If the robot is given an instruction which requires it to move into a barrier or outside the grid, the result is basically "derp" - the robot hits the wall and stays where it is, and the instruction pointer moves to the next instruction (the instruction is basically skipped).

Note about solution size

When you open this level in the program, you'll notice it is apparently possible to solve in 13 bytes. I am totally baffled as to how that is possible, and curious to see how close others are able to come to that. My shortest solution is 30 bytes in H. If anyone wants me to post it, I will, but I'd like to see other solutions before posting mine. The program also gives you a score, but the score is irrelevant to this question. Solutions of any score will be accepted.

It seems that the uHerbert program does not count parentheses or colons as part of your program (you will see this when it counts up your bytes). So for the purposes of this question, in the H language, parentheses and colons will not count as bytes towards your solution since they are primarily delimiters and purely syntactical rather than semantic in nature.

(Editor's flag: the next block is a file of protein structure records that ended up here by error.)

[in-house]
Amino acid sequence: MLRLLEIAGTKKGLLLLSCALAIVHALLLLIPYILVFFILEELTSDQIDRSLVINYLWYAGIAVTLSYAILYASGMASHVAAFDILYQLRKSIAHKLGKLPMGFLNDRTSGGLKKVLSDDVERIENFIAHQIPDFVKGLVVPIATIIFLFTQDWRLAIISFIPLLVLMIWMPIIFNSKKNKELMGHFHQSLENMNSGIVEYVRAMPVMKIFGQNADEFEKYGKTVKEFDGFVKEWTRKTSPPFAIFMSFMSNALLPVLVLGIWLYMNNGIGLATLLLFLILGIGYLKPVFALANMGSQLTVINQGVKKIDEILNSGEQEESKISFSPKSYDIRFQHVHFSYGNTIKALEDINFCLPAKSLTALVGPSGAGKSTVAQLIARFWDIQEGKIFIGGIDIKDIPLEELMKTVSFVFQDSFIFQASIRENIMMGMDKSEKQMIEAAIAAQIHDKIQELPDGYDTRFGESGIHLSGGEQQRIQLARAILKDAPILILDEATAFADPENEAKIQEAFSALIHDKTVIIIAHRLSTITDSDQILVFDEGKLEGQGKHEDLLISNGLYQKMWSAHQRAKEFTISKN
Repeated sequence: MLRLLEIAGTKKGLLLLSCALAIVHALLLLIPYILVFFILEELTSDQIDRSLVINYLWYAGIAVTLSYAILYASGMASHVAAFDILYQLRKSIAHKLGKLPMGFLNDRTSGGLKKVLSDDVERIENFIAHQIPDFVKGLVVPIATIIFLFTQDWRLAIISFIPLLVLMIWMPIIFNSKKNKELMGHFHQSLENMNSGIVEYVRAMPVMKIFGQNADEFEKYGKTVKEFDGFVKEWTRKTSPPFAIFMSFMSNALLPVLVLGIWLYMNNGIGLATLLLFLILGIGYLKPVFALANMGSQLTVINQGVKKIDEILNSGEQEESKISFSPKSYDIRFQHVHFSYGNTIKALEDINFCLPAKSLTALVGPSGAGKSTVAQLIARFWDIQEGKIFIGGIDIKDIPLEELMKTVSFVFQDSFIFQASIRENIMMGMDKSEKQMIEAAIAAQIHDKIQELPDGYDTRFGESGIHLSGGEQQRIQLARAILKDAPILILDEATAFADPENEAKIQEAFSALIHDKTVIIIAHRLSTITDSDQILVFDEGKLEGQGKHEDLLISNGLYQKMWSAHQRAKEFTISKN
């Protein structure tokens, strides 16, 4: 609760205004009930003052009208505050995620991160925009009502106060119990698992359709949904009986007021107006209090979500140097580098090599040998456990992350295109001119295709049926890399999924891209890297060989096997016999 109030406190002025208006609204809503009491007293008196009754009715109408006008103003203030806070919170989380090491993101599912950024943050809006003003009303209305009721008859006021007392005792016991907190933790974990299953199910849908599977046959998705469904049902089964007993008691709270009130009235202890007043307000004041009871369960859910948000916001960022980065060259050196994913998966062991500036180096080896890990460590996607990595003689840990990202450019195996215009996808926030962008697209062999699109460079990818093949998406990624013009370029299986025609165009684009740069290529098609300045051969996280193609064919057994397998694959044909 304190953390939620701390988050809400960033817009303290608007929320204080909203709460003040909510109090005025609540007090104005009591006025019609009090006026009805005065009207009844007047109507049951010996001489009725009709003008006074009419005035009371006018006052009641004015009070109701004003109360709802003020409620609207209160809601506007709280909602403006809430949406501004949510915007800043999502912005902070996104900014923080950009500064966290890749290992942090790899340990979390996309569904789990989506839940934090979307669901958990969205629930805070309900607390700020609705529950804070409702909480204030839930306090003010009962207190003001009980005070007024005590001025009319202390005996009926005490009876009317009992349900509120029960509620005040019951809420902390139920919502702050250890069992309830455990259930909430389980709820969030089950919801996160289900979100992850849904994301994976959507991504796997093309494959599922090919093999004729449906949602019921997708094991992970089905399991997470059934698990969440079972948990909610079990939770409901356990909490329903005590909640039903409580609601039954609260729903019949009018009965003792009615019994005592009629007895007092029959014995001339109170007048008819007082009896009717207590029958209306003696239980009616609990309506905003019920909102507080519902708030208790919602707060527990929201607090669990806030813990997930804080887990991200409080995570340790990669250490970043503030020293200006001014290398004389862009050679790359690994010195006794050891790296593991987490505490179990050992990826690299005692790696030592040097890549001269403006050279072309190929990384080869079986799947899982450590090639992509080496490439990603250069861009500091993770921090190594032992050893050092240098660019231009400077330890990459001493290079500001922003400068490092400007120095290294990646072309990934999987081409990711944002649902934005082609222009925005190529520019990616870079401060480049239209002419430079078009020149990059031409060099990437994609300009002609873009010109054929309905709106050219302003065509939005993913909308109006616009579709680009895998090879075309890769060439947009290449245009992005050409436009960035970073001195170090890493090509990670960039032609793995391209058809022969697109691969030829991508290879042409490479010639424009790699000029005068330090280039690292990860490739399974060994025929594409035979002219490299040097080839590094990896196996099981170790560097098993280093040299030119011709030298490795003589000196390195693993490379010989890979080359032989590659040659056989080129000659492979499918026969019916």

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H, 13 bytes

a:ssr
b:sasaaab
b

Demo

animation

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  • \$\begingroup\$ Clever. I remember poking at this puzzle back when it was first posted but I didn't find this solution. \$\endgroup\$ – Draco18s Jul 30 '17 at 5:04
  • \$\begingroup\$ Excellent work. This is clearly the intended solution. \$\endgroup\$ – Tim Jul 31 '17 at 14:27